}
    										else if(layerZindex[i] == 60){
    											$("#layer3").removeClass();
    											$("#layer3").addClass("layer" + [i] + " zindex" + [i]);
    											}
    										else if(layerZindex[i] == 80){
    											$("#layer2").removeClass();
    											$("#layer2").addClass("layer" + [i] + " zindex" + [i]);
    											}
    										
    										else if(layerZindex[i] == 100){
    											$("#layer1").removeClass();
    											$("#layer1").addClass("layer" + [i] + " zindex" + [i]);
    											}
    										}
    									}

  3. #3
    SitePoint Wizard bronze trophy chris.upjohn's Avatar
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    Currently your code is way to complicated for something so simple but I do understand you're still new so lets go through this, jQuery offers us a lot of freebies as far as simple element selections, loops, attribute selections and much more. We can make what you want possible with less than 20 lines of code compared to around the 40 lines above. See the below example:

    Code JavaScript:
    function changePos() {
        // References to the z-index levels, this makes our code shorter and more efficient
        var levels = {40 : 4, 60 : 3, 80 : 2, 100 : 1};
     
        $('[id^=layer]').each(function() {
            // Get the element z-index level
            var zIndexLevel = $(this).css('zIndex');
     
            // Set the respective element class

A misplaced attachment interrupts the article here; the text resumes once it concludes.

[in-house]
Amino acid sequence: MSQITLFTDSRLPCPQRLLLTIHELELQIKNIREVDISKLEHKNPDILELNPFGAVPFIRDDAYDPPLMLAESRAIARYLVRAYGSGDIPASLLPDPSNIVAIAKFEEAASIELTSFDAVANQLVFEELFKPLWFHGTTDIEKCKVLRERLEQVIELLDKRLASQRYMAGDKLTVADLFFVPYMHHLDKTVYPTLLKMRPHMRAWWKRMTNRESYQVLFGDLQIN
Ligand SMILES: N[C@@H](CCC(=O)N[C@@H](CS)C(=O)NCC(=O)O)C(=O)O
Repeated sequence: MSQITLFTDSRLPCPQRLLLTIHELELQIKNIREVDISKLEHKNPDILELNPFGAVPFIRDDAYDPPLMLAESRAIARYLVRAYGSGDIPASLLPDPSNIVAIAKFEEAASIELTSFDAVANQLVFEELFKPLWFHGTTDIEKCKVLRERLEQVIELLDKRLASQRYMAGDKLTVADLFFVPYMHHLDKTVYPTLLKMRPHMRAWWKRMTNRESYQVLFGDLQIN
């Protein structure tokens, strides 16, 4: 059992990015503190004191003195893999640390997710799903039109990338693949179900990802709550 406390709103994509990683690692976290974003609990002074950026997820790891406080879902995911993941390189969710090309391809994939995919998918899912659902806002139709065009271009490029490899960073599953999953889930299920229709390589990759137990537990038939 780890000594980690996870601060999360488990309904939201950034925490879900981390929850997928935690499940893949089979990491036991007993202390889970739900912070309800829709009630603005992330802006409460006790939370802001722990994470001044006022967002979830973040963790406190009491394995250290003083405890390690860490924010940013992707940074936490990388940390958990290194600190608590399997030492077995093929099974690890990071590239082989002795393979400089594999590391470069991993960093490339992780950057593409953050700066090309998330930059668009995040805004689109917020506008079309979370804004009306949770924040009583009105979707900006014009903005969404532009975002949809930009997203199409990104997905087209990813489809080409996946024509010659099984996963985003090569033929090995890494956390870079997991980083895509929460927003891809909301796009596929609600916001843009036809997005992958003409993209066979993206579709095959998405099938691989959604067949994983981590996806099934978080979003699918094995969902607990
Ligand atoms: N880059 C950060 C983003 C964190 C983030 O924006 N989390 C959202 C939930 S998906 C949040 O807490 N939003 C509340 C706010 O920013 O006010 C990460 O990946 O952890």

if (levels[zIndexLevel]) {
                $('#layer' + levels[zIndexLevel]).attr('class', 'layer-zindex-' + zIndexLevel);
            }
        });
    }

    So i'll explain what is going on above, first we can an object that has references to the z-index levels we want to target, this makes targeting specific elements easier as we can the z-index level to find the layer ID then use that ID to target the layer. Next we select all elements that begin with the word layer in the ID attribute, this is kind of like a hidden easter egg more than anything as no one documents it from my searches around the net but I like teaching it to the next person I meet because I find it to be one of the most unique features to any JavaScript library.

    Once we are in the loop which is created by jQuery's each method we find the zIndex level of that element which I'll skip over since you already know how to obtain that, next we check our references object from earlier to see if the current elements z-index level exists as an index in the object and if it does when then proceed to set the class attribute based on the layer ID from the reference object and the z-index level we obtained earlier.

    In the above example I have used a generic class name so you will need to change that but the concept and idea is there.

    Hope that helps bud.

  4. #4
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    Thank you so much chris for your help! I had to add an i variable to match up the class with the new id, but besides that this part works perfectly.

    I've found though that the rest of my code is causing most of the problem here. First off, I'm sure it could be condensed quite a bit as well, but with the different behavior (especially on the .layer1 function) I'm not sure how to do it. I'm actually considering dropping the action that I do for the top box, which might make things that much simpler, not sure.

    As this code works, it works perfectly on the first click, but goes haywire after that. For example, just based off of the repeated clicks on .layer1, which I've confirmed through firebug does change as it should, each function is called consecutively. Looks like the names are changing for each box and are being carried out within the functions but for some reason the javascript that I have still recognizes the original class name when it activates the function.